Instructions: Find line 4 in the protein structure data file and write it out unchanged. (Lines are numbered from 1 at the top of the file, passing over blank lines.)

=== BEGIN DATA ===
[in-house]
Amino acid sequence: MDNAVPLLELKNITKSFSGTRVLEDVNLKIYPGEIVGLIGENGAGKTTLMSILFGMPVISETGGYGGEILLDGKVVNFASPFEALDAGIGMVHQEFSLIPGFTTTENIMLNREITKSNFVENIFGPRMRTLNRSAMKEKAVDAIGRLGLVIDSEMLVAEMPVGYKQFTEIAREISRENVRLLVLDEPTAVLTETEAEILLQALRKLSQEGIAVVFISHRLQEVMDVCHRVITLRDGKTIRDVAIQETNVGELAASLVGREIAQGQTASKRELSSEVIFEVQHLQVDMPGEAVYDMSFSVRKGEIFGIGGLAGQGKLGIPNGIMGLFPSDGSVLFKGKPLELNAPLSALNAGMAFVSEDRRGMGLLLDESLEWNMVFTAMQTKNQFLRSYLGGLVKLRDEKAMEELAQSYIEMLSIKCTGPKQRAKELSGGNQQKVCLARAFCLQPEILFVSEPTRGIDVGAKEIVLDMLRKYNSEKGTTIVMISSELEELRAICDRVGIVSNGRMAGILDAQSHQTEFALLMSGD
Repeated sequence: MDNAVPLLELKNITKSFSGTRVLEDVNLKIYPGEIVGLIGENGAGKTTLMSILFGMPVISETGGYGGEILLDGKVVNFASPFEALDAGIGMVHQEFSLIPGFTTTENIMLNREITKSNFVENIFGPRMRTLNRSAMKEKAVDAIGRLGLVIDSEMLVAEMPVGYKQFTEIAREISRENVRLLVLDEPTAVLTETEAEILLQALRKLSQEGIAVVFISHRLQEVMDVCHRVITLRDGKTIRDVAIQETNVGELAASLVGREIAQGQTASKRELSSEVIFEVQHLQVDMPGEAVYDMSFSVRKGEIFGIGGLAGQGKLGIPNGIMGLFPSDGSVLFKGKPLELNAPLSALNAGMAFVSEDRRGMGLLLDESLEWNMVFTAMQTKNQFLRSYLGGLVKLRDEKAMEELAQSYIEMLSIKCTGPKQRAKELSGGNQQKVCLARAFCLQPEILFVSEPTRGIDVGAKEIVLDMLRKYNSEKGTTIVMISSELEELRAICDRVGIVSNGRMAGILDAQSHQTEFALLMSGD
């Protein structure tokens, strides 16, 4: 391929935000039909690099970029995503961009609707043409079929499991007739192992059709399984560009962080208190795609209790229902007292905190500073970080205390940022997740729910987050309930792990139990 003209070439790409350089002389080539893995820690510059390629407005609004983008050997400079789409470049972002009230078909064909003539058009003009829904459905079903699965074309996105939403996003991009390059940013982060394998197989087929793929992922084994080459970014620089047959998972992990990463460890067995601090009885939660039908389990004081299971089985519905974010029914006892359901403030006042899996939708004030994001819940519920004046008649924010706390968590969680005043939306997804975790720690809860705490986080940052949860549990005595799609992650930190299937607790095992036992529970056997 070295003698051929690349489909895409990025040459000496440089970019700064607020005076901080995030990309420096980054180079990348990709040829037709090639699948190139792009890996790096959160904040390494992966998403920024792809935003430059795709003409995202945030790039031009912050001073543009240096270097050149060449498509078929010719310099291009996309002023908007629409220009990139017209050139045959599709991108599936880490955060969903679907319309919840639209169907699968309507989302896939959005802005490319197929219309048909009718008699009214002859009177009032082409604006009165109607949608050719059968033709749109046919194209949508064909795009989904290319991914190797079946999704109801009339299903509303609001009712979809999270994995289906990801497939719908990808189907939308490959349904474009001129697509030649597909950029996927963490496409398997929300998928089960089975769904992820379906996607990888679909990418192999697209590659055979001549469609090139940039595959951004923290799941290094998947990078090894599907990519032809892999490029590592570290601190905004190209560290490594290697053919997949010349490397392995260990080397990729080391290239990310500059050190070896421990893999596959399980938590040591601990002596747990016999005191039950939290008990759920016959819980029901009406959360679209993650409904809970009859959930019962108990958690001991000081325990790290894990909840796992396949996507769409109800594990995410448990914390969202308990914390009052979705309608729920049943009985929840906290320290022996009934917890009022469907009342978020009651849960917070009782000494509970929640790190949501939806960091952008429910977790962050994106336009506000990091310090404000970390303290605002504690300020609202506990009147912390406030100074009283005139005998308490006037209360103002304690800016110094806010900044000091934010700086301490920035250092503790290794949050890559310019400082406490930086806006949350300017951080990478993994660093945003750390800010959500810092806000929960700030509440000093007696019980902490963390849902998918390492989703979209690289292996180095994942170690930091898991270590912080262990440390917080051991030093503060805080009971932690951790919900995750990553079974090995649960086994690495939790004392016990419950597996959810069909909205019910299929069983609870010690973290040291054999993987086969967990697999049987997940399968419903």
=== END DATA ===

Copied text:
């Protein structure tokens, strides 16, 4: 391929935000039909690099970029995503961009609707043409079929499991007739192992059709399984560009962080208190795609209790229902007292905190500073970080205390940022997740729910987050309930792990139990 003209070439790409350089002389080539893995820690510059390629407005609004983008050997400079789409470049972002009230078909064909003539058009003009829904459905079903699965074309996105939403996003991009390059940013982060394998197989087929793929992922084994080459970014620089047959998972992990990463460890067995601090009885939660039908389990004081299971089985519905974010029914006892359901403030006042899996939708004030994001819940519920004046008649924010706390968590969680005043939306997804975790720690809860705490986080940052949860549990005595799609992650930190299937607790095992036992529970056997 070295003698051929690349489909895409990025040459000496440089970019700064607020005076901080995030990309420096980054180079990348990709040829037709090639699948190139792009890996790096959160904040390494992966998403920024792809935003430059795709003409995202945030790039031009912050001073543009240096270097050149060449498509078929010719310099291009996309002023908007629409220009990139017209050139045959599709991108599936880490955060969903679907319309919840639209169907699968309507989302896939959005802005490319197929219309048909009718008699009214002859009177009032082409604006009165109607949608050719059968033709749109046919194209949508064909795009989904290319991914190797079946999704109801009339299903509303609001009712979809999270994995289906990801497939719908990808189907939308490959349904474009001129697509030649597909950029996927963490496409398997929300998928089960089975769904992820379906996607990888679909990418192999697209590659055979001549469609090139940039595959951004923290799941290094998947990078090894599907990519032809892999490029590592570290601190905004190209560290490594290697053919997949010349490397392995260990080397990729080391290239990310500059050190070896421990893999596959399980938590040591601990002596747990016999005191039950939290008990759920016959819980029901009406959360679209993650409904809970009859959930019962108990958690001991000081325990790290894990909840796992396949996507769409109800594990995410448990914390969202308990914390009052979705309608729920049943009985929840906290320290022996009934917890009022469907009342978020009651849960917070009782000494509970929640790190949501939806960091952008429910977790962050994106336009506000990091310090404000970390303290605002504690300020609202506990009147912390406030100074009283005139005998308490006037209360103002304690800016110094806010900044000091934010700086301490920035250092503790290794949050890559310019400082406490930086806006949350300017951080990478993994660093945003750390800010959500810092806000929960700030509440000093007696019980902490963390849902998918390492989703979209690289292996180095994942170690930091898991270590912080262990440390917080051991030093503060805080009971932690951790919900995750990553079974090995649960086994690495939790004392016990419950597996959810069909909205019910299929069983609870010690973290040291054999993987086969967990697999049987997940399968419903």